Labour leadership hopefuls were burnishing their British patriotism tonight as they jostled for position in the race to succeed Jeremy Corbyn .
The Mirror asked candidates who have entered the contest and those tipped to run if they sing the National Anthem.
And most of the would-be leaders were happy to confirm they belted out God Save The Queen.
Mr Corbyn was blasted just weeks into his premiership in 2015 for failing to sing the National Anthem during a service at St Paul’s Cathedral to mark the 75th anniversary of the Battle of Britain.
The sight of the Labour leader remaining silent and refusing to join in triggered a huge row over patriotism.
Party sources were forced to pledge he would sing along in future.
And those who could succeed him were quick to insist they were proud to sing God Save The Queen.
It came as Mr Corbyn issued a defiant New Year message admitting “2020 and the years ahead will be tough – no-one is saying otherwise”.
But, as he prepares to step down in March having lost this month’s general election as Boris Johnson scooped an 80-seat majority, he insisted: “We’re up for the fight, to protect what we hold dear and to build to win and to transform.
“The fight continues – there is no other choice.”
He said the “period ahead could not be more important” as he highlighted climate change and poverty as issues facing the world and the country.
“It will be crucial if we are to stop irreversible damage being caused by the climate crisis and the particular effects that has on people in the global south, if we are to stop the pain plaguing our country – food banks, poverty and people struggling to get by, if we are to protect our precious NHS,” he said.
“It won’t be easy. But we have built a movement, we are the resistance to Boris Johnson.
“We will be campaigning every day, we will be on the frontline, both in Parliament and on the streets – protecting our public services, protecting healthcare free at the point of use, protecting our communities, in all their brilliant diversity, and standing up for internationalism, global solidarity and co-operation, and working with movements and parties seeking social justice and change all over the world.”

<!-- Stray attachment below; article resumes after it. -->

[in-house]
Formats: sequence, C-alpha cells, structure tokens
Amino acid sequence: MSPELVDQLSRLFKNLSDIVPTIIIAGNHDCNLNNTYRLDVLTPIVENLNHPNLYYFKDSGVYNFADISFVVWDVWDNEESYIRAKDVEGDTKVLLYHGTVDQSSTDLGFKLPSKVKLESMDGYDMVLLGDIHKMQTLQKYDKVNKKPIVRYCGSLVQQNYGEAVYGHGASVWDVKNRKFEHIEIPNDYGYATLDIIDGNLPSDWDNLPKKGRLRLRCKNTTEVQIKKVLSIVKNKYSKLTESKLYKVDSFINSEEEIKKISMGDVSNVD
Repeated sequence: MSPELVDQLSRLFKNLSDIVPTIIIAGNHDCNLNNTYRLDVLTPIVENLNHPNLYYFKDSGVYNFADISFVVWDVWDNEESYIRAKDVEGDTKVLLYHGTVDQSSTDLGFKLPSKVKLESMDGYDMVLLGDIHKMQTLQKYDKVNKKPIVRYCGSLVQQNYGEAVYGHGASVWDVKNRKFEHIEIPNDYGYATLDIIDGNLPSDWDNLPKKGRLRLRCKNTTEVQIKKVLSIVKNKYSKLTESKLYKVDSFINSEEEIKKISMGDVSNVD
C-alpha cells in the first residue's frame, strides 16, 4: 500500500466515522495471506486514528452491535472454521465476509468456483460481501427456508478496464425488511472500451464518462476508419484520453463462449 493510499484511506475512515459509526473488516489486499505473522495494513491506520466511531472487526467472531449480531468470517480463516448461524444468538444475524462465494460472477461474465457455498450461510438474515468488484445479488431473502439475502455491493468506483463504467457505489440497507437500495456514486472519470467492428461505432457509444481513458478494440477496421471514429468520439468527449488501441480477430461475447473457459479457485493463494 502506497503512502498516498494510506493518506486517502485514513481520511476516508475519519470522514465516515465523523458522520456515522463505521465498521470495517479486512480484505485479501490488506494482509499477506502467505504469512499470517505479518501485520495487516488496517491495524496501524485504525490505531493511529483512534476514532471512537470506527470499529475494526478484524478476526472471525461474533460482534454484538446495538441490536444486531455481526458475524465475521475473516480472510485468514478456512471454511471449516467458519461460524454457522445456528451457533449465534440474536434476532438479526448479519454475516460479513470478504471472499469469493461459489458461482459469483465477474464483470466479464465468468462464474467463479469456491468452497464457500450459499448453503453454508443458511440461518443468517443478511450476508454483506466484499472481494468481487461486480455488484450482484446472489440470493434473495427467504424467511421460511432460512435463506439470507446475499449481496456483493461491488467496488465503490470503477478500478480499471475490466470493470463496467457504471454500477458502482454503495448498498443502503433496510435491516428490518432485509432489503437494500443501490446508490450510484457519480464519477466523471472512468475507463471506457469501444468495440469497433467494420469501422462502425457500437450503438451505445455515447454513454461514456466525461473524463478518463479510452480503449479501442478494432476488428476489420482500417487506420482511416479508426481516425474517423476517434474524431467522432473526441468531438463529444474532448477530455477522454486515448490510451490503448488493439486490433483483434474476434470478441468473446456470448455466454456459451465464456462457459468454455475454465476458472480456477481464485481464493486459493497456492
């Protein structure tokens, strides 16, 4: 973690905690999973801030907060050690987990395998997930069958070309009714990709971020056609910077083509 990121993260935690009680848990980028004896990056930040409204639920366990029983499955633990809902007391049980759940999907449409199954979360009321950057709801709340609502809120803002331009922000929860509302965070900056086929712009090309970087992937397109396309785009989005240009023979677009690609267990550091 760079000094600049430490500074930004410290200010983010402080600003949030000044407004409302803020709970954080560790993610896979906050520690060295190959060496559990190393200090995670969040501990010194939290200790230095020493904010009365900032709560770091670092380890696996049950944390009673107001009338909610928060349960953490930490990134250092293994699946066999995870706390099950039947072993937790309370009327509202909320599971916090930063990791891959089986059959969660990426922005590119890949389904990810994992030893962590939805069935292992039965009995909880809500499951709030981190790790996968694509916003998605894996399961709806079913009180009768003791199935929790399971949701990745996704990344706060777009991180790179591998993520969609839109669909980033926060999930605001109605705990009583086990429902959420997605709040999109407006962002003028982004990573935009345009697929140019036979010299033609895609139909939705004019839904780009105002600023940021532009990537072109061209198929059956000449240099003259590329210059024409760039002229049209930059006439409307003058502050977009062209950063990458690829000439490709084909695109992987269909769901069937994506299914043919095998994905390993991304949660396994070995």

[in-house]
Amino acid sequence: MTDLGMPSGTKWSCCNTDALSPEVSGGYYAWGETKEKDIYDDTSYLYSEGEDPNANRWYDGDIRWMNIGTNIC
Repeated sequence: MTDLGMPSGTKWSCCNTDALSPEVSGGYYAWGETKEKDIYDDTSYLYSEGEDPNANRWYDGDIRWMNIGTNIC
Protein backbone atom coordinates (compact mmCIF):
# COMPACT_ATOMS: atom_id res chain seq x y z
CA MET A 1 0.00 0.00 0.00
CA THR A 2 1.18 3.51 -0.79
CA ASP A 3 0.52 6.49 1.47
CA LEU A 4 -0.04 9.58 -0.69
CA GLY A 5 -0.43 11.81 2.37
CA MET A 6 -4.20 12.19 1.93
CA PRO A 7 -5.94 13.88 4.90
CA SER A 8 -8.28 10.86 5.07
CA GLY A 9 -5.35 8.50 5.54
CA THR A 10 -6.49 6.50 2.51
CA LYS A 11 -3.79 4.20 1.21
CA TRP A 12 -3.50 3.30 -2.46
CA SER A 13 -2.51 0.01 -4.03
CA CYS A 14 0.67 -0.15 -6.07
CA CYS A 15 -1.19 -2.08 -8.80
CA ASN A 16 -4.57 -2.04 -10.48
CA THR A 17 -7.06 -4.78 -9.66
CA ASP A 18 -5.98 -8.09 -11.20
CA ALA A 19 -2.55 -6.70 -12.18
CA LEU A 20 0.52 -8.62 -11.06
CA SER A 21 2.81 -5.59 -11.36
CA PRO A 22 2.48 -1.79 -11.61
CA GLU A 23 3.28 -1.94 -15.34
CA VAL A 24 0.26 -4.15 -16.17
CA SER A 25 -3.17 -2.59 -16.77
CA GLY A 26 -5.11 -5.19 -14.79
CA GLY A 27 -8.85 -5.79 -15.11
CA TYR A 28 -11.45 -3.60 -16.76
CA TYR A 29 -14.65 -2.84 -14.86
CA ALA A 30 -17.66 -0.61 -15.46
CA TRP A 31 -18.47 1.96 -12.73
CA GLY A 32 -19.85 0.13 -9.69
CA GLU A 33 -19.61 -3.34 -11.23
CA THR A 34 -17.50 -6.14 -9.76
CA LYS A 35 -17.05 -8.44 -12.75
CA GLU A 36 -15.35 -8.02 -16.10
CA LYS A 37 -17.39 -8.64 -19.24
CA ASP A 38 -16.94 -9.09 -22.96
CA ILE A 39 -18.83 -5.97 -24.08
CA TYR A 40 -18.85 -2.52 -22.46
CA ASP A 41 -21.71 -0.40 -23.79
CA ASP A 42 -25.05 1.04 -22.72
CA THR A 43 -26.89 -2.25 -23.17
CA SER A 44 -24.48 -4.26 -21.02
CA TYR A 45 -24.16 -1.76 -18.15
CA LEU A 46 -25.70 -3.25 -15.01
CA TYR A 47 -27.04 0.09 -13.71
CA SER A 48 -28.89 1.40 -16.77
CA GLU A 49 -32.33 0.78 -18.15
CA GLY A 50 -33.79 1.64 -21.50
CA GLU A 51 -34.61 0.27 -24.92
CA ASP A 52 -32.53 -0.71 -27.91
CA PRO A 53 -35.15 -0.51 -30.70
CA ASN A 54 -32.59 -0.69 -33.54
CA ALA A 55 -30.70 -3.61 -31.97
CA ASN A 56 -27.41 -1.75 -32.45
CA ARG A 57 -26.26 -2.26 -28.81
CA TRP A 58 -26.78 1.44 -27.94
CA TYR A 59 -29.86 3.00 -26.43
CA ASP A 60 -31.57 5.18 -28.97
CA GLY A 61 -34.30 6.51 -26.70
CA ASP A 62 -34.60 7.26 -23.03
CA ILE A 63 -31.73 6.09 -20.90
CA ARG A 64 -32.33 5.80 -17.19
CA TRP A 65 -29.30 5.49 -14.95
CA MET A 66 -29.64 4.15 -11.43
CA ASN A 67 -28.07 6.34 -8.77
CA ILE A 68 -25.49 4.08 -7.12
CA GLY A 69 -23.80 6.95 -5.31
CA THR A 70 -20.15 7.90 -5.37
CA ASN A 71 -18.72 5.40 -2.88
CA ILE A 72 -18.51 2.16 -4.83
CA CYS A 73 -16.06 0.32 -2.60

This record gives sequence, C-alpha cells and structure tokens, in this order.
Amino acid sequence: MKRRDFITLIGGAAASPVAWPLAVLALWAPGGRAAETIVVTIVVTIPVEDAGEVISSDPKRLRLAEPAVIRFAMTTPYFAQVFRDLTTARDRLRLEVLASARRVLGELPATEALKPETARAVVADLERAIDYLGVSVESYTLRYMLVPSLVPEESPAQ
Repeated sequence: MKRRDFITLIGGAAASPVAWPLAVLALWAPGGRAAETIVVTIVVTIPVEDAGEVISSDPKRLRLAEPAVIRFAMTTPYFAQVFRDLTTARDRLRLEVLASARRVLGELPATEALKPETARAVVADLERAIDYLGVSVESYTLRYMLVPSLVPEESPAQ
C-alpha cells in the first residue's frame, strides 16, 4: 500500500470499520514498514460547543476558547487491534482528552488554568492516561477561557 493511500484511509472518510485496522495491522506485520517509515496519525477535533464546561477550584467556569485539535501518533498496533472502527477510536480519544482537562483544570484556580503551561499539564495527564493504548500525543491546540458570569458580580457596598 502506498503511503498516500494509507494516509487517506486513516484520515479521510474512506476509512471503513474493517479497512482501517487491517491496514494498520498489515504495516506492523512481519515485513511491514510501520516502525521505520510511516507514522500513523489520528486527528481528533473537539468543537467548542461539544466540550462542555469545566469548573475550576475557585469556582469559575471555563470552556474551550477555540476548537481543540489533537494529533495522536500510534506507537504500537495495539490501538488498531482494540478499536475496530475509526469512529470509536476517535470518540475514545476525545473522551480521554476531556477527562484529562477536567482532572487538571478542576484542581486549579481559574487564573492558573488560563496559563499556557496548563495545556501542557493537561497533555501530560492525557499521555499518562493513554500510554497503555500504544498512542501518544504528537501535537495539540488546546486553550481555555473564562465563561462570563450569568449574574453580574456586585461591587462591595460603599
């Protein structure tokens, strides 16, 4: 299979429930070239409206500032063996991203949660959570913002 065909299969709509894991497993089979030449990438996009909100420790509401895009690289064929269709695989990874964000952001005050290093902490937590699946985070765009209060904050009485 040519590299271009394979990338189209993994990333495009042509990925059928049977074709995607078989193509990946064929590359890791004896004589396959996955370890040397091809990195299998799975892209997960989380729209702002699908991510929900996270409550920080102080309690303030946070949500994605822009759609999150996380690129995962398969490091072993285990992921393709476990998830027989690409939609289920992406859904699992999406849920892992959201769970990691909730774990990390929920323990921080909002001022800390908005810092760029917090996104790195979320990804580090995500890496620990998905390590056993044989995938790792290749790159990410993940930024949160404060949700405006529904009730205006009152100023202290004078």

Mr Corbyn’s message came hours after one of the candidates vying to succeed him, Remain-supporting Clive Lewis, said the party leader hampered Labour’s Brexit policy in the general election campaign.
Shadow Treasury Minister Mr Lewis, who has formally entered the race for the top job, attacked the outgoing chief over the party’s EU position.
He told the BBC: “One of the key USPs (unique selling points) of Jeremy Corbyn is that he was an authentic politician; I genuinely believe that he was.
“But on the biggest political crisis of British modern politics, he – we – were unable via Jeremy to be able to take a position.
“I think actually we should have stood our ground.”
The bookies’ favourite for the top role, Shadow Business Secretary Rebecca Long-Bailey, finally admitted she is considering a tilt yesterday.
She confirmed she could throw her hat into the ring with a pledge to champion “progressive patriotism”.
Party chairman Ian Lavery claimed he too could launch a bid for the premiership.
He was understood to be discussing a potential bid with his family.
But Chesterfield MP Toby Perkins tweeted: “Don’t be fooled by this.
“It’s purely an attempt to convince us all that RLB is not a far left choice.
“He won’t really stand, she will.”
So who are Labour’s lead singers?
Shadow Foreign Secretary Emily Thornberry said: “Yes, of course – and I’ve been especially proud to sing our anthem when representing the Labour Party on behalf of Jeremy at events where Her Majesty has been present.
“She has dedicated her life to representing and serving our country, and as she grows older, the words of ‘God Save The Queen’ become ever more poignant.
“So when I sing the anthem these days, I do it not just with pride and passion, but also a feeling of emotion about Her Majesty personally.”
Shadow Brexit Secretary Sir Keir Starmer said: “Yes, I do sing the National Anthem.
“Being British is about celebrating our shared values, what we have built together – like our NHS – and the determination we all have to build a more equal, tolerant society.”
Former Shadow Energy Secretary Lisa Nandy said: “I certainly do!
“I’m not religious but I love a good sing song and we do a great rendition of God Save the Queen back home in Wigan.”
Backbencher Jess Phillips said: “Yes I sing it, in fact when I was a kid I was in the school choir and we did concerts to help raise money for the athletes to go to the Barcelona Olympics and I learned about four verses of it, I can confidently still remember two and can sing a whole song in Spanish.
“Funny what sticks.”
The Mirror also asked Rebecca Long-Bailey’s office, Ian Lavery’s spokesman and Clive Lewis .
But they did not respond to requests to comment.